These owls seem to have the best deal on coastal real-estate in LA!
What once was a beachfront community called Surfridge, adjacent from the Los Angeles International Airport, is now two miles of dunes covered in sand, native brush, and invasive weeds. [Featured photo: U.S. Geological Survey/LA Times]
The neighborhoods disappeared decades ago as the jet age became a booming industry, leaving the area to reclaim its natural state. Now, 302-acres serve as a ghost town of vanished homes and natural preserve which host a growing list of protected and endangered species. SO you can imagine how excited scientists were to discover that 10 burrowing owls are now calling this preserve their home, being the most of their species seen in LA in over 40 years! Among the raptor crew are a breeding pair that occasionally hiss at those who pass by, in an attempt to protect their growing family.
If you’re not familiar with the LAX Dunes Preserve, picture a little wild island surrounded by asphalt, subdivisions, and freeways that is off-limits to the public. Why did the wintering owls select this unique place to nest up? Well, it happens to be the only place left for the species to go in the city. The reappearance of these scarce owls, after such a long absence, follows the completion of a 1990 restoration program which is now being recognized as one the most successful in Southern California!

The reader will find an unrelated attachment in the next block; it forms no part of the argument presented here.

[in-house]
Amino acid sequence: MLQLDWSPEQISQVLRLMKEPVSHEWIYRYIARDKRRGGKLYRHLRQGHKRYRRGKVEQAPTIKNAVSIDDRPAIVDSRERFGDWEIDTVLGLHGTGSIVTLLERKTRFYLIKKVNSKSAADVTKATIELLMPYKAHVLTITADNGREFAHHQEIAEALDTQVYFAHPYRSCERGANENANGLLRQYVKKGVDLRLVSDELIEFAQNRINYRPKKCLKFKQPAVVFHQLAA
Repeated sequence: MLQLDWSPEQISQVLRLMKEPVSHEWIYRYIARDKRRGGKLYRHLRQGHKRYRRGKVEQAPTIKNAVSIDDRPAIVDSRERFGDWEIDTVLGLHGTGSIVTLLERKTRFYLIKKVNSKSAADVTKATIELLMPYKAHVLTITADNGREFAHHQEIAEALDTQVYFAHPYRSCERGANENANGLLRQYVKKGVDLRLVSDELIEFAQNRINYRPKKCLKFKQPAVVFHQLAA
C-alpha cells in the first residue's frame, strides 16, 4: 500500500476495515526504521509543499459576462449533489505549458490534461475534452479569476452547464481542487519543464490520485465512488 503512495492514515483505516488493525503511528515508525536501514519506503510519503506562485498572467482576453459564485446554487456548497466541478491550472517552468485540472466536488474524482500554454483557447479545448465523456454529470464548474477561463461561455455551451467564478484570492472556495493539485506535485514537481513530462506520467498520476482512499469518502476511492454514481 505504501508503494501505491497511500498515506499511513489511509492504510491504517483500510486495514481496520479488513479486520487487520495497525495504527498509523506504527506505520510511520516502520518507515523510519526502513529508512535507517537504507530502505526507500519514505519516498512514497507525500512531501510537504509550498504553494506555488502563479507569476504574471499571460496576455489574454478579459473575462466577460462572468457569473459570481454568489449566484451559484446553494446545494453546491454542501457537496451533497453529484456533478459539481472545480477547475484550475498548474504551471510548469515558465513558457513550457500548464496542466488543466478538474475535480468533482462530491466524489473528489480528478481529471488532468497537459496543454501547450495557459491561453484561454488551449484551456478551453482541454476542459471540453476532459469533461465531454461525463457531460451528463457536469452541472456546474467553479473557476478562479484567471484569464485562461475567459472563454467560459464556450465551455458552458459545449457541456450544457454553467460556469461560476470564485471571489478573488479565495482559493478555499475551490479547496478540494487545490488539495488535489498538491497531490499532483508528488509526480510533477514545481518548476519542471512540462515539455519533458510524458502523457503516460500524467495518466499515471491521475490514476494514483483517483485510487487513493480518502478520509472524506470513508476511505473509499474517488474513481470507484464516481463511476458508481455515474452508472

The preserve is also home to 900 species of plants and animals, including the endangered El Segundo butterflies, native evening primrose and the federally protected bird, California gnatcatchers. Federal scientists are currently working on proposals to reintroduce animals that roamed the dunes centuries ago, like the Pacific pocket mouse – a critically endangered, thumb-sized mammal previously found only on a gun range at Marine Corps Base Camp Pendleton, about 115 miles south.
Also published on Medium.